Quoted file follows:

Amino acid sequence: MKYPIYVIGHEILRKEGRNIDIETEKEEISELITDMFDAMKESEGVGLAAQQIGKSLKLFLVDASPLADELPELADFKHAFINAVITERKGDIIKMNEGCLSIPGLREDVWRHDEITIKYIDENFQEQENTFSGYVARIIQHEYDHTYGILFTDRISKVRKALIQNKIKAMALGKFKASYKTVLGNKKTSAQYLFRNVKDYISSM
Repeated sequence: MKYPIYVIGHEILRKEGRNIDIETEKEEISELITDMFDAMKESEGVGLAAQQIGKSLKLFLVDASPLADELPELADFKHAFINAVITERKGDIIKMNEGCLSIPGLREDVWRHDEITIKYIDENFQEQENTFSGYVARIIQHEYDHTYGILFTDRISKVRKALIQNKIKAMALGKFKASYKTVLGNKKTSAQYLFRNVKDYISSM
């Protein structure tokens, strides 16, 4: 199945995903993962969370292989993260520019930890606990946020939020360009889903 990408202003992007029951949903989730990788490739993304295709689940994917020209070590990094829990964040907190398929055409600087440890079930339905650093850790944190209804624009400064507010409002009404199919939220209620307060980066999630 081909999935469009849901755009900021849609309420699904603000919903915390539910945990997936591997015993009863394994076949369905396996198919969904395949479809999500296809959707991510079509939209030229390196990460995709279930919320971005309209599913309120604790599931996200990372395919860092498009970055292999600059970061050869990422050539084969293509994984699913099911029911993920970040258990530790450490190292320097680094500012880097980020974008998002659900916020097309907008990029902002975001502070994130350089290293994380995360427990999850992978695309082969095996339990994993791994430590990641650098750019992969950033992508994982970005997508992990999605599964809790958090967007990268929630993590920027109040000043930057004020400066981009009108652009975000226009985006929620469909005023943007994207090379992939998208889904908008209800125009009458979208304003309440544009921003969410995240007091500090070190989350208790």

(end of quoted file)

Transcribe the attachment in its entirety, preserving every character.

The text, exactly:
Amino acid sequence: MKYPIYVIGHEILRKEGRNIDIETEKEEISELITDMFDAMKESEGVGLAAQQIGKSLKLFLVDASPLADELPELADFKHAFINAVITERKGDIIKMNEGCLSIPGLREDVWRHDEITIKYIDENFQEQENTFSGYVARIIQHEYDHTYGILFTDRISKVRKALIQNKIKAMALGKFKASYKTVLGNKKTSAQYLFRNVKDYISSM
Repeated sequence: MKYPIYVIGHEILRKEGRNIDIETEKEEISELITDMFDAMKESEGVGLAAQQIGKSLKLFLVDASPLADELPELADFKHAFINAVITERKGDIIKMNEGCLSIPGLREDVWRHDEITIKYIDENFQEQENTFSGYVARIIQHEYDHTYGILFTDRISKVRKALIQNKIKAMALGKFKASYKTVLGNKKTSAQYLFRNVKDYISSM
């Protein structure tokens, strides 16, 4: 199945995903993962969370292989993260520019930890606990946020939020360009889903 990408202003992007029951949903989730990788490739993304295709689940994917020209070590990094829990964040907190398929055409600087440890079930339905650093850790944190209804624009400064507010409002009404199919939220209620307060980066999630 081909999935469009849901755009900021849609309420699904603000919903915390539910945990997936591997015993009863394994076949369905396996198919969904395949479809999500296809959707991510079509939209030229390196990460995709279930919320971005309209599913309120604790599931996200990372395919860092498009970055292999600059970061050869990422050539084969293509994984699913099911029911993920970040258990530790450490190292320097680094500012880097980020974008998002659900916020097309907008990029902002975001502070994130350089290293994380995360427990999850992978695309082969095996339990994993791994430590990641650098750019992969950033992508994982970005997508992990999605599964809790958090967007990268929630993590920027109040000043930057004020400066981009009108652009975000226009985006929620469909005023943007994207090379992939998208889904908008209800125009009458979208304003309440544009921003969410995240007091500090070190989350208790």